A Healthier U

U-BAR BRINGS POWERFUL HEALTH INFORMATION TO PATIENTS’ MOBILE DEVICES
By Robert Tennant

Knowledge is power, and thanks to the proliferation of smart phones and wearable tech individuals can now gather, record and access their own health data in increasingly powerful ways.

Yet with so many different health apps to choose from, consumers can be easily overwhelmed.

UbarImageThat’s why the College of Health, the Spencer S. Eccles Health Sciences Library and the Center for Medical Innovation have come together to create U-Bar, a new health app education center located in the Hope Fox Eccles Library adjacent to the University Hospital lobby.

“These apps and devices are designed to help consumers learn about their health and make good choices to improve their health and wellness,” said Chief Wellness Officer Robin Marcus. “We’ve looked at what’s available and narrowed it down to a manageable list of 17 free apps.”

U-Bar, which opened Feb. 8, allows University Hospital patients to test drive the selected list of apps while a staff of students recruited from the College of Health stand by to answer questions and coach patients on installing and using the apps on their devices.

“These undergraduate and graduate students from the College of Health are very knowledgeable about the apps on display at U-Bar,” said Director of PEAK Health and Fitness Traci Thompson, who is in charge of training and coordinating the U-Bar staff. “They have all downloaded and used each of the apps themselves, so they will be able to educate patients on how they work.”

The apps included in the opening of U- Bar will focus mostly on weight loss and fitness tracking, factors known to contribute positively to overall wellness. U-Bar will also include more specialized apps such as a glucose monitoring app for patients with diabetes and a prenatal health tracking app.

In the months and years to come, the data provided by consumer devices and software may play a large role in our health care.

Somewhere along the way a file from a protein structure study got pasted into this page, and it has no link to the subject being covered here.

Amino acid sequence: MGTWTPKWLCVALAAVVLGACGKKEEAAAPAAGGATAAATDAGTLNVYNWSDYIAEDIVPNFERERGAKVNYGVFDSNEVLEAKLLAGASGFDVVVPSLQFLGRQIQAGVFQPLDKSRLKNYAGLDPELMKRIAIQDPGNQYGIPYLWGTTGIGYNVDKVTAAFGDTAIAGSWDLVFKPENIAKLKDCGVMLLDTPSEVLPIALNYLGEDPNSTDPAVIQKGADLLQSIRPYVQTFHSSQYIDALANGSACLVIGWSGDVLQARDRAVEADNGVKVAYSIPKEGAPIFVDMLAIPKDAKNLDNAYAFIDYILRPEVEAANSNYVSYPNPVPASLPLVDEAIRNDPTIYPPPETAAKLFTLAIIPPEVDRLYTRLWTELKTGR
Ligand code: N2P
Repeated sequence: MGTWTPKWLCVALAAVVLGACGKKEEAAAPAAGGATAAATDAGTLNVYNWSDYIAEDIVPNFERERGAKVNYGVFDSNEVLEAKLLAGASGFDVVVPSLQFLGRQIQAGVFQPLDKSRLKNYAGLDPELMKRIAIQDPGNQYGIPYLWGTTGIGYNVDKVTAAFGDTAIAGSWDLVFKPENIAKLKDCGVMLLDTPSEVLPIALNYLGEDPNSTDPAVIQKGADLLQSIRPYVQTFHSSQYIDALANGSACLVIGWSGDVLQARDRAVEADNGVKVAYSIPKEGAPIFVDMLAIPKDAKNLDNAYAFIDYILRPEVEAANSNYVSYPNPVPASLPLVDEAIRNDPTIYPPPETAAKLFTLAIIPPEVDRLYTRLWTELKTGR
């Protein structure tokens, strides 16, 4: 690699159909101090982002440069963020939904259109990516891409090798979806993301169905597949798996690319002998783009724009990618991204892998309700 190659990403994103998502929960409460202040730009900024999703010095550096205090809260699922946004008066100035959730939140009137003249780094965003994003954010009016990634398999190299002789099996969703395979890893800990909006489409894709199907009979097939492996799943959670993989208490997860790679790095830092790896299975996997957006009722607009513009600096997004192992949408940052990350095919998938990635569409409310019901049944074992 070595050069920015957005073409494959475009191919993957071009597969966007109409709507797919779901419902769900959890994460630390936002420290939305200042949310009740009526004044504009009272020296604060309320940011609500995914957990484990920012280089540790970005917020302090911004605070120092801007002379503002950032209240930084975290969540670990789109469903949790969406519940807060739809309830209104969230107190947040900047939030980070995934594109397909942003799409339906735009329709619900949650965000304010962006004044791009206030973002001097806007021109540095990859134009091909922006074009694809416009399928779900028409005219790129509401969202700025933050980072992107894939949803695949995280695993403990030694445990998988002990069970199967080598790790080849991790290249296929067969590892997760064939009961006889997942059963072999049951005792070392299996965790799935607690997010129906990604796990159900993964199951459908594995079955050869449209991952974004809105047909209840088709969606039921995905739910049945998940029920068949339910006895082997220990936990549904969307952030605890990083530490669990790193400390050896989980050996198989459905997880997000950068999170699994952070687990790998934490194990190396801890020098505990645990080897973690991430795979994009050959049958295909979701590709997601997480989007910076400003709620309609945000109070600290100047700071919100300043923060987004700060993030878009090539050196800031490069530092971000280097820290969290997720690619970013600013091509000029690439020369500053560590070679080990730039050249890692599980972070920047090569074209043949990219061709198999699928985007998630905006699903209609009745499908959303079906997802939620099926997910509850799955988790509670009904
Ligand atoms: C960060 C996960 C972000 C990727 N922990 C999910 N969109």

“This is all very exciting technology, and we will likely see it integrated more directly into the prevention and treatment of disease as it is adopted by the public,” said Spencer S. Eccles Health Library Director Jean Shipman. “The University of Utah is proud to be on the leading edge of health information technology, and we’re eager to see how these apps can best be used to improve the health of UUHC patients.”

HealthFeed

COMMON COLONOSCOPY QUESTIONS
Colonoscopy
No one is ever excited about having a colonoscopy. Going in many patients are anxious, and have a lot of questions. Here are the answers to the three most often asked questions.

Read more here.

IS MARIJUANA THE NEXT “BIG TOBACCO”?
marijuana
The number of Americans using marijuana is going up. As some states legalize the drug for medicinal and recreational use, more and more people are trying it, based largely on the assumption that it is non-habit forming. However, a new study shows that is far from the truth. The National Institute on Alcohol Abuse and Alcoholism has found that not only is cannabis use disorder common, but it often goes untreated.

Read the full article here.

For more expert health news and information, visit healthcare.utah.edu/healthfeed.